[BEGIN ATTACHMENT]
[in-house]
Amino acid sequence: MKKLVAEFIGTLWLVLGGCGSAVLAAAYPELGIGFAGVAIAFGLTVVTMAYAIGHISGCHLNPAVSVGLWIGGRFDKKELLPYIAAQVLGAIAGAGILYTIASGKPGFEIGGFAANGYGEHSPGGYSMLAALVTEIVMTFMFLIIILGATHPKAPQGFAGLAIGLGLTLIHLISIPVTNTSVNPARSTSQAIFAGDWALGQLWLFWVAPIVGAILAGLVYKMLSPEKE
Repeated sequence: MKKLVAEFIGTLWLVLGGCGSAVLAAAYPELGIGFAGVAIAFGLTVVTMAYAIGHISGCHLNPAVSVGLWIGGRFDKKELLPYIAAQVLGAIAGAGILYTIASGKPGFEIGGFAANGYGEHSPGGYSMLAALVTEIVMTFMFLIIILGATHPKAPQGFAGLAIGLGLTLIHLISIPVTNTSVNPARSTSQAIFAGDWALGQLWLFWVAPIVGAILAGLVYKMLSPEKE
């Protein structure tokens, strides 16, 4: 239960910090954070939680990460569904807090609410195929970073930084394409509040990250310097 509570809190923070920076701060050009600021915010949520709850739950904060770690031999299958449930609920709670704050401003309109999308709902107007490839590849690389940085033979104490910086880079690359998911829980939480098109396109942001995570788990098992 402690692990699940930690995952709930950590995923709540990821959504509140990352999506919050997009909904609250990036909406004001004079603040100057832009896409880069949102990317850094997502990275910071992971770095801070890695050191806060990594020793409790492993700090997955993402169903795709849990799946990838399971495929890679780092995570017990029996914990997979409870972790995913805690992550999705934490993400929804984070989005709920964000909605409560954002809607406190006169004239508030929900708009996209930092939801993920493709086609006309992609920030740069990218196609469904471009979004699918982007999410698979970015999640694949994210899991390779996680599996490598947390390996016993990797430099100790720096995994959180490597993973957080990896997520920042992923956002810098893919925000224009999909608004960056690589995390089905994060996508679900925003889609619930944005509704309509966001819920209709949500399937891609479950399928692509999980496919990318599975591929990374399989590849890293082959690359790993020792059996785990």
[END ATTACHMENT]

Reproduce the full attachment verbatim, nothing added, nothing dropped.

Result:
[in-house]
Amino acid sequence: MKKLVAEFIGTLWLVLGGCGSAVLAAAYPELGIGFAGVAIAFGLTVVTMAYAIGHISGCHLNPAVSVGLWIGGRFDKKELLPYIAAQVLGAIAGAGILYTIASGKPGFEIGGFAANGYGEHSPGGYSMLAALVTEIVMTFMFLIIILGATHPKAPQGFAGLAIGLGLTLIHLISIPVTNTSVNPARSTSQAIFAGDWALGQLWLFWVAPIVGAILAGLVYKMLSPEKE
Repeated sequence: MKKLVAEFIGTLWLVLGGCGSAVLAAAYPELGIGFAGVAIAFGLTVVTMAYAIGHISGCHLNPAVSVGLWIGGRFDKKELLPYIAAQVLGAIAGAGILYTIASGKPGFEIGGFAANGYGEHSPGGYSMLAALVTEIVMTFMFLIIILGATHPKAPQGFAGLAIGLGLTLIHLISIPVTNTSVNPARSTSQAIFAGDWALGQLWLFWVAPIVGAILAGLVYKMLSPEKE
């Protein structure tokens, strides 16, 4: 239960910090954070939680990460569904807090609410195929970073930084394409509040990250310097 509570809190923070920076701060050009600021915010949520709850739950904060770690031999299958449930609920709670704050401003309109999308709902107007490839590849690389940085033979104490910086880079690359998911829980939480098109396109942001995570788990098992 402690692990699940930690995952709930950590995923709540990821959504509140990352999506919050997009909904609250990036909406004001004079603040100057832009896409880069949102990317850094997502990275910071992971770095801070890695050191806060990594020793409790492993700090997955993402169903795709849990799946990838399971495929890679780092995570017990029996914990997979409870972790995913805690992550999705934490993400929804984070989005709920964000909605409560954002809607406190006169004239508030929900708009996209930092939801993920493709086609006309992609920030740069990218196609469904471009979004699918982007999410698979970015999640694949994210899991390779996680599996490598947390390996016993990797430099100790720096995994959180490597993973957080990896997520920042992923956002810098893919925000224009999909608004960056690589995390089905994060996508679900925003889609619930944005509704309509966001819920209709949500399937891609479950399928692509999980496919990318599975591929990374399989590849890293082959690359790993020792059996785990």